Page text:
The European badger (Meles meles) is a widespread mammal in most countries of the European continent, with increasingly recognized veterinary/medical importance owing to its preferred habitats (including pastures and urban environments), broad spectrum of food items, and role as a game hunting target. However, ticks and tick-borne pathogens associated with badgers are only partly known, and most of them have not yet been analysed with molecular biological methods The aim of this study was to perform molecular taxonomic analysis of ticks collected from a road-killed European badger, as well as to molecularly investigate its ticks and blood sample for the presence of Anaplasmataceae and piroplasms. Ticks from the badger were morphologically identified as females of Ixodes rugicollis. Based on its cytochrome oxidase subunit I (COI) and 16S rRNA sequences, I. rugicollis phylogenetically clustered together with I. lividus and I. arboricola, i.e. other members of the subgenus Pholeoixodes. The blood sample of the badger contained the DNA of Candidatus Neoehrlichia sp. (FU98) recently identified in red fox in Austria and the Czech Republic. This genotype is most closely related to Ca. N. lotoris (from raccoons in North America), and has lower sequence identity with the I. ricinus-transmitted zoonotic agent, Ca. N. mikurensis found in Eurasia. In the blood of the badger and in one female I. rugicollis, the DNA of a new Babesia genotype was also present, which differed from a piroplasm detected in M. meles in Spain, and clustered phylogenetically in the B. microti clade. Phylogenetic analysis of I. rugicollis (based on two genetic markers) confirms its status in subgenus Pholeoixodes. Ca. Neoehrlichia sp. (FU98) was identified for the first time in M. meles and in Hungary. In addition, a molecularly previously not yet characterized Babesia genotype occurs in badgers in Central Europe. Copyright © 2016 Elsevier GmbH. All rights reserved.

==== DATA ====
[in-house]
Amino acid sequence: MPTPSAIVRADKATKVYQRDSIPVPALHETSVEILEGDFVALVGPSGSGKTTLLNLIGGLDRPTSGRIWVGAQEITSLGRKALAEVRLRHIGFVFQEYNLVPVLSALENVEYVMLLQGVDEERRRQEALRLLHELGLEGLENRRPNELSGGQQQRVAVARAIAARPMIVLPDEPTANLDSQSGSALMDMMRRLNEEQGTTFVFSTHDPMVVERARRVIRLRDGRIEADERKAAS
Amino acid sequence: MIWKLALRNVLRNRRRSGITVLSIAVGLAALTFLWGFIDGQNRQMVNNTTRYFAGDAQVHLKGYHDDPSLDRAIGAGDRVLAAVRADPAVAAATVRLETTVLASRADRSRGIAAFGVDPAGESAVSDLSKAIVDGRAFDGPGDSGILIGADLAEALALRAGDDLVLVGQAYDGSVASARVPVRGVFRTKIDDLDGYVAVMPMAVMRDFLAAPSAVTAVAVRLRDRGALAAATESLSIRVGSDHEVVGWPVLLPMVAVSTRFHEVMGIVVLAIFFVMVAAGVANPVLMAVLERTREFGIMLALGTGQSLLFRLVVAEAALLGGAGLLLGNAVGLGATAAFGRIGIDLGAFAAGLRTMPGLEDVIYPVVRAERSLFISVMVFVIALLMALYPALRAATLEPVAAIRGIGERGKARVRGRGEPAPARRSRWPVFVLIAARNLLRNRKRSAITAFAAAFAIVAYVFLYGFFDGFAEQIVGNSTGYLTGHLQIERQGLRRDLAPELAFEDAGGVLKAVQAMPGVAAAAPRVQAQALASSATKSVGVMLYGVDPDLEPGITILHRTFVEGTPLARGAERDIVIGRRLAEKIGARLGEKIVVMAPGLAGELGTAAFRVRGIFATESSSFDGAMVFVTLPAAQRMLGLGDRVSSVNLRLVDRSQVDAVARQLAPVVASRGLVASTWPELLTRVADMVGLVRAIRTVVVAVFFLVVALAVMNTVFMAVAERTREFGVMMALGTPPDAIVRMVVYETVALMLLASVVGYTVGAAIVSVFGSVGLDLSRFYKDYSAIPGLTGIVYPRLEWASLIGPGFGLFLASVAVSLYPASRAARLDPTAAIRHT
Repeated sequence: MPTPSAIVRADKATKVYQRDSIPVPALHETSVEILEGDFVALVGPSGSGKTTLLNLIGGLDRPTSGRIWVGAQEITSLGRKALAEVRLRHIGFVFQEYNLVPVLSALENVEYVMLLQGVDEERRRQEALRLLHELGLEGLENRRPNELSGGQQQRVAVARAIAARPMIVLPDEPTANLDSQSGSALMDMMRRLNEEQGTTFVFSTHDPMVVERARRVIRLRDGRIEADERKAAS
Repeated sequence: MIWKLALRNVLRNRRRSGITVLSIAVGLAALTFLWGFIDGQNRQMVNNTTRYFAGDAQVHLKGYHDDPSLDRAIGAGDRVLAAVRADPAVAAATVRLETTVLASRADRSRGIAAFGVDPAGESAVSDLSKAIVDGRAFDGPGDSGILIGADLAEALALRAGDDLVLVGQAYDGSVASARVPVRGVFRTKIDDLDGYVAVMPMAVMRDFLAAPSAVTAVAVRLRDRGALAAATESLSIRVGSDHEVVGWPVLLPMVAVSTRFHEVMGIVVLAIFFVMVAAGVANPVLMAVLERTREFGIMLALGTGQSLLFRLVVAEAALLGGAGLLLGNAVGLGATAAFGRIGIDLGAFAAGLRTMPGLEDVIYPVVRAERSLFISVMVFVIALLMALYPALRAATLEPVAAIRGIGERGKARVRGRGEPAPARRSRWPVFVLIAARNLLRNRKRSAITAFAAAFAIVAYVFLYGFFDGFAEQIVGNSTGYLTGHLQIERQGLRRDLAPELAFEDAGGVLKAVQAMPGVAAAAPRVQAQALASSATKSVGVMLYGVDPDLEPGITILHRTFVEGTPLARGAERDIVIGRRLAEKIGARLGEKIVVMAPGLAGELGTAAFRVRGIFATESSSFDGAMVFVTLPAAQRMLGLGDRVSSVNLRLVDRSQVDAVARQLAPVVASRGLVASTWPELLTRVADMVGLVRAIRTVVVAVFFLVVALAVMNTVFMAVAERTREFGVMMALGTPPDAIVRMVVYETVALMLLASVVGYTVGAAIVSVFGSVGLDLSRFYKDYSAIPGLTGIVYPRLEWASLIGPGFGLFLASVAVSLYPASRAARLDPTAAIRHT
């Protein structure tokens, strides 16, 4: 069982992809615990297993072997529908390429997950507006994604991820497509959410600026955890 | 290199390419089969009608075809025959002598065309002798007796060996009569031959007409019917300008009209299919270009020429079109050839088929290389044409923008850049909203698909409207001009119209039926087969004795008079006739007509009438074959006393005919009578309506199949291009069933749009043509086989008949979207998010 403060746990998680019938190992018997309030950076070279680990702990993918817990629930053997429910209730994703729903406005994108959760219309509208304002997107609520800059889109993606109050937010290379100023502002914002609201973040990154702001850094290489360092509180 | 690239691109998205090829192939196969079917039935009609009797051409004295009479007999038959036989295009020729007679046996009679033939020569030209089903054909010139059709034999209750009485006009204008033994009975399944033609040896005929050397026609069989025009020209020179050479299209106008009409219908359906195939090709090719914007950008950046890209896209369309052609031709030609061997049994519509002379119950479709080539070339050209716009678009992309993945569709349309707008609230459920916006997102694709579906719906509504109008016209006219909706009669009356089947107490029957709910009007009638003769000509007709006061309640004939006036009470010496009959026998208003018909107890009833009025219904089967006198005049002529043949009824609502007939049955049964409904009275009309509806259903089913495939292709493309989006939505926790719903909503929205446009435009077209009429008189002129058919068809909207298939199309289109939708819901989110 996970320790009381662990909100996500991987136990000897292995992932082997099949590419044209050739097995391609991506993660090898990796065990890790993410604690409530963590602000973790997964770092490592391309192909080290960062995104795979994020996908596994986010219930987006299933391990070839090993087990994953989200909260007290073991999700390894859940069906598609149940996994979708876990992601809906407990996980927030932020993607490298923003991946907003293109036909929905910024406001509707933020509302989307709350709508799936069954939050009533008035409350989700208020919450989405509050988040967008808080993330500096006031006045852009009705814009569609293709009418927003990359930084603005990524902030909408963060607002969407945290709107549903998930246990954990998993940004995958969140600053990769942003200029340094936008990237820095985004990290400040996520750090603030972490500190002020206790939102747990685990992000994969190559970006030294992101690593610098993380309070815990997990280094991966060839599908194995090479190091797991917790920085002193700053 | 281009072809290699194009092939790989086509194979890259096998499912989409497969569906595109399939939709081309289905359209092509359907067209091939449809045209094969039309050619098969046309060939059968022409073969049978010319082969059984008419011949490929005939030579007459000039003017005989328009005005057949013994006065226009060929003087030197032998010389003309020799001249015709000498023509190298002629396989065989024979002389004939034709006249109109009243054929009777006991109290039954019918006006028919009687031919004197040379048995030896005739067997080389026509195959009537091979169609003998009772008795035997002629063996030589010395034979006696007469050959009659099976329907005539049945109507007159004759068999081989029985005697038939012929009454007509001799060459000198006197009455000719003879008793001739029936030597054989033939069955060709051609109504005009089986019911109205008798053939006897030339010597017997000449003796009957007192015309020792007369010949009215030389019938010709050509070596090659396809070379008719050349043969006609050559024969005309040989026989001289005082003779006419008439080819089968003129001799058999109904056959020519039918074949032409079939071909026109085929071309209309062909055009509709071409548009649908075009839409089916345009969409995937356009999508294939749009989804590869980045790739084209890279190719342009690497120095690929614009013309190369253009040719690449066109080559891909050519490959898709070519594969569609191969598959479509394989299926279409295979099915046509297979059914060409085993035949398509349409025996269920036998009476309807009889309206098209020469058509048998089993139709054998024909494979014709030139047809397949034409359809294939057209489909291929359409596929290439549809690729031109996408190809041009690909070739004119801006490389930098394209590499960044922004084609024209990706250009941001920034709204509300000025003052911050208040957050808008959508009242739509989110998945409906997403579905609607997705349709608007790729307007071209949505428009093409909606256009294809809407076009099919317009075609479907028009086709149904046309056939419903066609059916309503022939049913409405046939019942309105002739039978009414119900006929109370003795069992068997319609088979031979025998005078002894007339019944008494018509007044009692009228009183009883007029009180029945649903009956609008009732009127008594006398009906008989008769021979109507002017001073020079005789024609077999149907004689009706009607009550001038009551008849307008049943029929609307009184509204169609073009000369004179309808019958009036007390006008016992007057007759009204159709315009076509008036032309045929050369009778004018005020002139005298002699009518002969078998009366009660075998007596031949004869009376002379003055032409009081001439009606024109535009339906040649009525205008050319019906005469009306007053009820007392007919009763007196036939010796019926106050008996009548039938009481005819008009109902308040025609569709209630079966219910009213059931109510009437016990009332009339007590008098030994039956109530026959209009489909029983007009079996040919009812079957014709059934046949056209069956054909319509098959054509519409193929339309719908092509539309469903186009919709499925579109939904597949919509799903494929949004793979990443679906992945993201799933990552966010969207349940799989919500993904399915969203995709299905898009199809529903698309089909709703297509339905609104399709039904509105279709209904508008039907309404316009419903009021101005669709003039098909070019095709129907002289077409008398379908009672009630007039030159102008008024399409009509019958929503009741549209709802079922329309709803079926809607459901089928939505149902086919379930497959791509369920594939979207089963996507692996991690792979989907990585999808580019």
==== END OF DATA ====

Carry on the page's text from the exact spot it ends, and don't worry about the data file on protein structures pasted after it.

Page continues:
19. An HPLC-MS characterization of the changes in sweet orange leaf metabolite profile following infection by the bacterial pathogen Candidatus Liberibacter asiaticus.

    Science.gov (United States)

    Hijaz, Faraj M; Manthey, John A; Folimonova, Svetlana Y; Davis, Craig L; Jones, Shelley E; Reyes-De-Corcuera, José I

    2013-01-01

    Huanglongbing (HLB) presumably caused by Candidatus Liberibacter asiaticus (CLas) threatens the commercial U.S. citrus crop of an annual value of $3 billion. The earliest shift in metabolite profiles of leaves from greenhouse-grown sweet orange trees infected with Clas, and of healthy leaves, was characterized by HPLC-MS concurrently with PCR testing for the presence of Clas bacteria and observation of disease symptoms. Twenty, 8-month-old 'Valencia' and 'Hamlin' trees were grafted with budwood from PCR-positive HLB source trees. Five graft-inoculated trees of each variety and three control trees were sampled biweekly and analyzed by HPLC-MS and PCR. Thirteen weeks after inoculation, Clas was detected in newly growing flushes in 33% and 55% of the inoculated 'Hamlin' and 'Valencia' trees, respectively. Inoculated trees remained asymptomatic in the first 20 weeks, but developed symptoms 30 weeks after grafting. No significant differences in the leaf metabolite profiles were detected in Clas-infected trees 23 weeks after inoculation. However, 27 weeks after inoculation, differences in metabolite profiles between control leaves and those of Clas-infected trees were evident. Affected compounds were identified with authentic standards or structurally classified by their UV and mass spectra. Included among these compounds are flavonoid glycosides, polymethoxylated flavones, and hydroxycinnamates. Four structurally related hydroxycinnamate compounds increased more than 10-fold in leaves from 'Hamlin' and 'Valencia' sweet orange trees in response to Clas infection. Possible roles of these hydroxycinnamates as plant defense compounds against the Clas infection are discussed.

  20. Enhanced Acquisition Rates of 'Candidatus Liberibacter asiaticus' by the Asian Citrus Psyllid (Hemiptera: Liviidae) in the Presence of Vegetative Flush Growth in Citrus.

    Science.gov (United States)

    Sétamou, Mamoudou; Alabi, Olufemi J; Kunta, Madhurababu; Jifon, John L; da Graça, John V

    2016-10-01